Game Theory: Beauty of it and its Applications
13th September, 2020
This article aims at giving a clear and lucid idea of Game Theory without going deeper into the various mathematical notations and representations. Here, the two primary branches of it, namely Non-Cooperative Game Theory and Cooperative Game Theory have been discussed in detail with appropriate examples corresponding to real-life situations. Also, a few examples mentioned may include the usage of fictional characters but that has been done just to ensure that the readers are kept engaged till the last word. Overall, this article would not have been possible without the contributions of Professor John Forbes Nash Junior who dedicated his entire life to academics.
We are surrounded by the decisions we make, and every single step of the day starts with making these decisions. A human, say X, decides to wake up earlier than usual as she has to attend a meeting that will be organized through Google Meet. Now, X has to make a really quick decision here, and what is that? She has to decide whether to brush her teeth first or to have a quick check at the internet connection just to make sure that she does not have to be in a hassle later. What if X decides to brush her teeth first and worry about the internet issues later as she has much time left? The problem here is that subconsciously X decides to drink water after brushing her teeth, and that leads her to the washroom. What actually happens here? The option that she had, at the beginning of the day, got pushed to the last task before starting the meeting! Luckily, the internet connection was fine, and she had a smooth meeting.
Here, I will ask a simple question. What should be our plan, or rather in light of the above example, what should have been X’s plan, before coming at a conclusion to the decisions we/she make/made? Whatever decision we make has to benefit us at the end of the day! And this is where the concept of “Game Theory” comes into play.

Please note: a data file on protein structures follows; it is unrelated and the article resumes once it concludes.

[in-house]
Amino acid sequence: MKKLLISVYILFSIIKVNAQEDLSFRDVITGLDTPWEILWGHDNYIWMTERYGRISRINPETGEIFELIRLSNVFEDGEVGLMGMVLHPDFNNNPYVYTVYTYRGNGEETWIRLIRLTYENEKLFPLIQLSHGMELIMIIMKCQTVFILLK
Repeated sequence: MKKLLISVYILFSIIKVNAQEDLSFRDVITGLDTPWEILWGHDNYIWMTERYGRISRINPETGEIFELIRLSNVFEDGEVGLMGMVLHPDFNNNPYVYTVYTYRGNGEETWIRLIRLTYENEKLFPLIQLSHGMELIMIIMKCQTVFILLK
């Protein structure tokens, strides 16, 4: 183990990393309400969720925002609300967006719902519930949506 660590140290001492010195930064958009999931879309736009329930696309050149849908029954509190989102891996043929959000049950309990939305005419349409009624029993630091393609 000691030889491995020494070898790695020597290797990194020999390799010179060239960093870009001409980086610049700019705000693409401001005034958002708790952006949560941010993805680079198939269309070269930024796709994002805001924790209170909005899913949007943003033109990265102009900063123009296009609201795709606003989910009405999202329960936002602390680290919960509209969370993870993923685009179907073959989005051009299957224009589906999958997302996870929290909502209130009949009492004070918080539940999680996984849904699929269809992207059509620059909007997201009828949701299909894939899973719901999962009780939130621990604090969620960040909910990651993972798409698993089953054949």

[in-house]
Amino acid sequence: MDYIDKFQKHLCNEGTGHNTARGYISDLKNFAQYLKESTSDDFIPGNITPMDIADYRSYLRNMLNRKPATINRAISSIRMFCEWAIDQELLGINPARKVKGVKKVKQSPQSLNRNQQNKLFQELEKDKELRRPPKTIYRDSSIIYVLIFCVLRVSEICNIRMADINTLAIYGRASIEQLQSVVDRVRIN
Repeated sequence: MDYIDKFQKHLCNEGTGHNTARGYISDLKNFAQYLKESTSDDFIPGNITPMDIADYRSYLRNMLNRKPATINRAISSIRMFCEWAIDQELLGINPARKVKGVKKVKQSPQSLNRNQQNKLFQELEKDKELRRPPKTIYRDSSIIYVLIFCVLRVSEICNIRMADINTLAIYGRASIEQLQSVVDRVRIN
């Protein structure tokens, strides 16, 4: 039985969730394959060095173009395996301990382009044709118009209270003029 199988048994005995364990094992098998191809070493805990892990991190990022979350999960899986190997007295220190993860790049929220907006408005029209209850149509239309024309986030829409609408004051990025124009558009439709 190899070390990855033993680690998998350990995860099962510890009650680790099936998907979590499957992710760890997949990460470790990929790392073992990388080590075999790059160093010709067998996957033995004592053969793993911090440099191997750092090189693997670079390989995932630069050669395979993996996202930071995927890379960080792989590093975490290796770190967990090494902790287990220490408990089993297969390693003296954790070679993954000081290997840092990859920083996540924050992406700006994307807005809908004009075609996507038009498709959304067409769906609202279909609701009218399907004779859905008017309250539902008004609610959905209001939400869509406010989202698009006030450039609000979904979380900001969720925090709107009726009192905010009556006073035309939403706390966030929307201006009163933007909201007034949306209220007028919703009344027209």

So, what is a game basically? In simple terms, it is the interaction between multiple people (greater than or equal to 2) in which each person’s payoff is influenced by the other person/persons. Here, “game” has been used to describe a “situation” and not a “sport”! They key pioneers of the Game theory were mathematician John von Neumann and economist Oskar Morgenstern in the 1940s.
Non-Cooperative Game Theory
This branch of Game Theory covers all the social interactions or rather competition between individual players where there will be a gainer and a loser, or, to put it simply, a winner and a loser. In terms of Economics, it deals with how rational economic agents basically compete with each other to achieve their own preferred results. A beautiful example to bring more clarity into this sub-topic is “The Prisoner’s Dilemma”, which will be discussed in the below paragraph.
Let us assume that Riddler and Scarcrow were committing a crime together and Batman was able to nab both of them at the same time. After a while, Commissioner Gordon realizes that he does not have enough evidence to put them behind bars, but he has enough to question them. So, Riddler and Scarecrow are kept in two different cells, and no contact is allowed between them. Meanwhile, the prosecutor individually questions them and gives each one of the 3 options and the consequences along with them.
If both of them confess, then both go to jail for a period of 5 years.
If neither confesses, then both go to jail for 1 year (for carrying concealed weapons and plotting).
If one confesses while the other does not, then the confessor goes free (for turning state’s evidence), and the silent one goes to jail for 20 years.
Considering that both Riddler and Scarecrow do not trust each other and have never heard of Prisoner’s Dilemma, the safest option they can choose is confessing the crime that they have committed. This point is called “Nash Equilibrium”. Hence, both of them serve sentences of 5 years each. This is the particular point where apparently the party involved is better off irrespective of what the other has chosen.